As I headed out on my cross-country tour for my first book, I made a pact with myself to stop at as many non-corporate diners, truck stops and restaurants as I could. That’s how I found myself at a non-descript truck stop somewhere in the Sonoran Desert on the east side of Arizona.
No one else was inside, save for a bored clerk watching daytime television with one eye, and me with the other. I expected to find a few local specialties, and maybe even some of the pinon pine nuts so famous in the region. I was not disappointed: I found locally made jerky and sausages, lots of dried fruits, and some honey.
But no pine nuts; too early in the season, the clerk told me. I stocked up for the road, and lemme tell ya those fresh dates and antelope jerky hit the spot all the way to Austin.
I also bought a quart of dark desert wildflower honey. To idea of saving the ephemeral treasure of a desert in bloom seemed magical, and the aroma of the honey hit me like a silken fist. From time to time on my journey I would just open the jar and inhale.
I never did find any roadside pine nuts on my trip. But I do know where to harvest real, American pine nuts — on the eastern side of the Sierra Nevada. Pinus monophylla are large, and they crack easily.
American pine nuts are vastly superior to any other variety, with the possible exception of Italian stone pine nuts. Neither variety will give you that horrible “pine mouth,” which you get when some unscrupulous Chinese manufacturer taints Korean pine nuts with some other Asiatic pine nut that causes pine mouth. Pine mouth, incidentally, will make everything taste metallic for days.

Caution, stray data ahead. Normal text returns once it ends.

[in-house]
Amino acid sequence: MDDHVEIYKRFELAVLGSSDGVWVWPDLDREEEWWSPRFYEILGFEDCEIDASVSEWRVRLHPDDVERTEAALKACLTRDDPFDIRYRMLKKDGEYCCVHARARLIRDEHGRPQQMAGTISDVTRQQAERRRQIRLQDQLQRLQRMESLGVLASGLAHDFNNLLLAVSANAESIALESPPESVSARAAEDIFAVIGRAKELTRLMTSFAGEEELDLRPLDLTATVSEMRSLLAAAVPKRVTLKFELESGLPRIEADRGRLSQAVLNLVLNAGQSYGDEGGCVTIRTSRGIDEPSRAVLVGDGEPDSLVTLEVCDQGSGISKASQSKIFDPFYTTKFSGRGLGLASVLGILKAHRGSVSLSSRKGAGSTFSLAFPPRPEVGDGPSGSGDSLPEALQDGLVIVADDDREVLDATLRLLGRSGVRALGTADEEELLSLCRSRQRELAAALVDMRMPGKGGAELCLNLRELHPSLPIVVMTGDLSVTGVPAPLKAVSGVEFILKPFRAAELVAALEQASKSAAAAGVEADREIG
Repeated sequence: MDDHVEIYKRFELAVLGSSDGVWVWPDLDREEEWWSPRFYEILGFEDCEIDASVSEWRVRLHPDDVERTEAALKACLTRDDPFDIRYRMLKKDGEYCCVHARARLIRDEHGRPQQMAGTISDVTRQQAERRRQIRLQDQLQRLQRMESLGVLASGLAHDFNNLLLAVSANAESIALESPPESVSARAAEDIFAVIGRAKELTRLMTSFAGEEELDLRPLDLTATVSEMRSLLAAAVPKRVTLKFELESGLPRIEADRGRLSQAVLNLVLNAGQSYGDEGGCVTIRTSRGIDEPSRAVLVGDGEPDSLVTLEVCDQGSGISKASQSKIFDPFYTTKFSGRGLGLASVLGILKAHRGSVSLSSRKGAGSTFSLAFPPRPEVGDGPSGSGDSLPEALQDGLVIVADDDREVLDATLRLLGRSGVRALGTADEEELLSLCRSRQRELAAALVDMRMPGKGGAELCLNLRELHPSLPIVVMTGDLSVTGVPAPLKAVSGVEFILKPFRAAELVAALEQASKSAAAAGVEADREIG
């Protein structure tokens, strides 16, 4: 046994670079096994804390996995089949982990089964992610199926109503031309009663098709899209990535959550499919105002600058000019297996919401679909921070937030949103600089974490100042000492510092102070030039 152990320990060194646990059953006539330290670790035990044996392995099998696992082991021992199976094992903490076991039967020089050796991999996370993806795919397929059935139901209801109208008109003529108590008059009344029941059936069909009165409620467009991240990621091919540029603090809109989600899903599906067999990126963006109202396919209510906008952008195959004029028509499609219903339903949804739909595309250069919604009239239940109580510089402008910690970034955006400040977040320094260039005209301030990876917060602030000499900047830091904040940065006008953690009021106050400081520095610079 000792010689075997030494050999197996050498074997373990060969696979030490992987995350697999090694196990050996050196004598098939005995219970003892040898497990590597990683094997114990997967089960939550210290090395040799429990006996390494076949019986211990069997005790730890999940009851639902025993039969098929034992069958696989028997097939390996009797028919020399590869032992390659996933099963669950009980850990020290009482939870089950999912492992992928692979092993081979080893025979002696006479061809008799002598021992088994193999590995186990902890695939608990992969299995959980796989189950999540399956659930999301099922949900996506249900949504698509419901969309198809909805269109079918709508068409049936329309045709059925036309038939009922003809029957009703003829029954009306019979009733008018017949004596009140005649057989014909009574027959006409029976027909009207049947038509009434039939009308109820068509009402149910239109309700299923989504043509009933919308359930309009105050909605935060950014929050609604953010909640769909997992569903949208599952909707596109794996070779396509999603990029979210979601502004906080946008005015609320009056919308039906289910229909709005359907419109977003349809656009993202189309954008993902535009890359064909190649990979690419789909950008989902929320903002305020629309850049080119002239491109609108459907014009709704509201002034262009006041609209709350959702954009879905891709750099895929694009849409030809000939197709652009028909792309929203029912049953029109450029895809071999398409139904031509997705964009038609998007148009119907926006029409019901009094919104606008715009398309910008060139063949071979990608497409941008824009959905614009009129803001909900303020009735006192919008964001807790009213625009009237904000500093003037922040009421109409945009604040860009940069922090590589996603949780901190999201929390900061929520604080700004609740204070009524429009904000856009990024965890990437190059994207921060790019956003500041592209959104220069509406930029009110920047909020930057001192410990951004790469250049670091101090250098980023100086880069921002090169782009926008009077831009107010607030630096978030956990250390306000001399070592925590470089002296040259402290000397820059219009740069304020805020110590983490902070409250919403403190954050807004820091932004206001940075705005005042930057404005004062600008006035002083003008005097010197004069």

Somewhere along my endless book tour the kernel of an idea lodged in my mind: Pine nut ice cream, sweetened with this desert honey.
My first crack at this ice cream failed, I should tell you. For whatever reason I only added about 1/3 of a cup of honey and only 2 egg yolks. The ice cream turned out icy. So I let it melt, heated it up again and added more honey and egg yolks, then rechurned it. Yes folks, if you did not know you can rechurn ice cream, now you know. Thought I might pass that bit of knowledge on.
We ate the ice cream for Christmas dinner, and it was smooth, very rich and pleasantly sweet without being cloying. The pine nuts, which can be a little soft at room temperature, harden up in the ice cream and provide a nice crunch. I used the last of my desert honey to make this ice cream, and now it’s gone. I’ll hold the memory of it inside until I hit the road again.
And given the life I live, that won’t be long.
If you’re looking for something to serve with this, you could do worse than olive oil rosemary cake.
(If you happen to live in California’s Central Valley, you can also use the nuts from the local gray or bull pines. Here’s how to harvest bull pine nuts.)
Pine Nut Ice Cream
- 1 cup shelled, skinned pine nuts
- 2 cups whole milk
- 2 cups heavy cream
- 3/4 cup honey
- 1/2 vanilla bean, scraped
- A pinch of salt
- 4 or 5 egg yolks
- Toast the pine nuts in a dry pan on medium-high heat until they begin to brown. Keep an eye on them, as pine nuts can burn very easily. As soon as they start to brown nicely, move the nuts to a bowl and set aside.
- Put the pine nuts and the remaining ingredients (except the egg yolks) into a heavy pot and heat to steaming over medium heat. If you have a thermometer, you want the cream to get to 160°F or so. Turn off the heat, cover and let steep for 1 hour. Refrigerate until cold, up to a day.
- Strain the mixture and discard the vanilla bean. Save the pine nuts and reserve.